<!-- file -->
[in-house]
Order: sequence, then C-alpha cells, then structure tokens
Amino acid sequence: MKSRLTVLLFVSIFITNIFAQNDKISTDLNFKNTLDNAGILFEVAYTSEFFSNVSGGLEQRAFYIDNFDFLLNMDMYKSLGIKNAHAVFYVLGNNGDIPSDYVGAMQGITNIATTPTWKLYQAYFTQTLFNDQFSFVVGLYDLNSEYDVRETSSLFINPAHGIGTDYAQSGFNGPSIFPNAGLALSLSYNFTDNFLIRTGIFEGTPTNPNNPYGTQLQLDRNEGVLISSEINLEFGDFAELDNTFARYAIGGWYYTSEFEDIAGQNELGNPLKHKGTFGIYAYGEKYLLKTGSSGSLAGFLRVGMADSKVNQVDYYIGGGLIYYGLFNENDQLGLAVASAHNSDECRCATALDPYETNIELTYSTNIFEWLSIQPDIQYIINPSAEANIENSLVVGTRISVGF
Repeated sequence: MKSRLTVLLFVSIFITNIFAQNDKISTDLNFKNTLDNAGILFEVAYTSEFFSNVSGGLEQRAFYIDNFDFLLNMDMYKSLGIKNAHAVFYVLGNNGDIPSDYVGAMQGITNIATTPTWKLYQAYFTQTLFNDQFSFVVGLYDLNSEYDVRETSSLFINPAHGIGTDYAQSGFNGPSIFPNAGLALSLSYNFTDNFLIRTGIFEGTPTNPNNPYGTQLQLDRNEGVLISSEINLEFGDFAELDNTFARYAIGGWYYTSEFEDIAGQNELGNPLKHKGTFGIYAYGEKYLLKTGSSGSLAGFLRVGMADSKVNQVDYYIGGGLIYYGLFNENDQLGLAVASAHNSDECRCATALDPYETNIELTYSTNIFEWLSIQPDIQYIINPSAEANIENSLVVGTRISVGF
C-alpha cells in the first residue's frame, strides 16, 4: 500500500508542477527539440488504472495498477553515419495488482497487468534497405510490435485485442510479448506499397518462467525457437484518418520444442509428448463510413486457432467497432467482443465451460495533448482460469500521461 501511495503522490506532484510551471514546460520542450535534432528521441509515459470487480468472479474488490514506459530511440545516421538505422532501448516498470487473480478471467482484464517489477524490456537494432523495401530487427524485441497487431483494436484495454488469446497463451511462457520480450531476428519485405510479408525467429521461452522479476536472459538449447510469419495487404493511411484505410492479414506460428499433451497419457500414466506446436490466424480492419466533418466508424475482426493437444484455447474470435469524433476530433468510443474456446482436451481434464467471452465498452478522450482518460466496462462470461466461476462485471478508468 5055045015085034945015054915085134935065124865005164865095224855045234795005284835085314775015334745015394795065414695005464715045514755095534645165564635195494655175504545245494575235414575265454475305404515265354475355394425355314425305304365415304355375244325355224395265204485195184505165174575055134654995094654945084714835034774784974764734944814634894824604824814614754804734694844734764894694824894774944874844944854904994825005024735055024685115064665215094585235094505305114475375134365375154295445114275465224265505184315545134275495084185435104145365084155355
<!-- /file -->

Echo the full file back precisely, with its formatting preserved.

[in-house]
Order: sequence, then C-alpha cells, then structure tokens
Amino acid sequence: MKSRLTVLLFVSIFITNIFAQNDKISTDLNFKNTLDNAGILFEVAYTSEFFSNVSGGLEQRAFYIDNFDFLLNMDMYKSLGIKNAHAVFYVLGNNGDIPSDYVGAMQGITNIATTPTWKLYQAYFTQTLFNDQFSFVVGLYDLNSEYDVRETSSLFINPAHGIGTDYAQSGFNGPSIFPNAGLALSLSYNFTDNFLIRTGIFEGTPTNPNNPYGTQLQLDRNEGVLISSEINLEFGDFAELDNTFARYAIGGWYYTSEFEDIAGQNELGNPLKHKGTFGIYAYGEKYLLKTGSSGSLAGFLRVGMADSKVNQVDYYIGGGLIYYGLFNENDQLGLAVASAHNSDECRCATALDPYETNIELTYSTNIFEWLSIQPDIQYIINPSAEANIENSLVVGTRISVGF
Repeated sequence: MKSRLTVLLFVSIFITNIFAQNDKISTDLNFKNTLDNAGILFEVAYTSEFFSNVSGGLEQRAFYIDNFDFLLNMDMYKSLGIKNAHAVFYVLGNNGDIPSDYVGAMQGITNIATTPTWKLYQAYFTQTLFNDQFSFVVGLYDLNSEYDVRETSSLFINPAHGIGTDYAQSGFNGPSIFPNAGLALSLSYNFTDNFLIRTGIFEGTPTNPNNPYGTQLQLDRNEGVLISSEINLEFGDFAELDNTFARYAIGGWYYTSEFEDIAGQNELGNPLKHKGTFGIYAYGEKYLLKTGSSGSLAGFLRVGMADSKVNQVDYYIGGGLIYYGLFNENDQLGLAVASAHNSDECRCATALDPYETNIELTYSTNIFEWLSIQPDIQYIINPSAEANIENSLVVGTRISVGF
C-alpha cells in the first residue's frame, strides 16, 4: 500500500508542477527539440488504472495498477553515419495488482497487468534497405510490435485485442510479448506499397518462467525457437484518418520444442509428448463510413486457432467497432467482443465451460495533448482460469500521461 501511495503522490506532484510551471514546460520542450535534432528521441509515459470487480468472479474488490514506459530511440545516421538505422532501448516498470487473480478471467482484464517489477524490456537494432523495401530487427524485441497487431483494436484495454488469446497463451511462457520480450531476428519485405510479408525467429521461452522479476536472459538449447510469419495487404493511411484505410492479414506460428499433451497419457500414466506446436490466424480492419466533418466508424475482426493437444484455447474470435469524433476530433468510443474456446482436451481434464467471452465498452478522450482518460466496462462470461466461476462485471478508468 5055045015085034945015054915085134935065124865005164865095224855045234795005284835085314775015334745015394795065414695005464715045514755095534645165564635195494655175504545245494575235414575265454475305404515265354475355394425355314425305304365415304355375244325355224395265204485195184505165174575055134654995094654945084714835034774784974764734944814634894824604824814614754804734694844734764894694824894774944874844944854904994825005024735055024685115064665215094585235094505305114475375134365375154295445114275465224265505184315545134275495084185435104145365084155355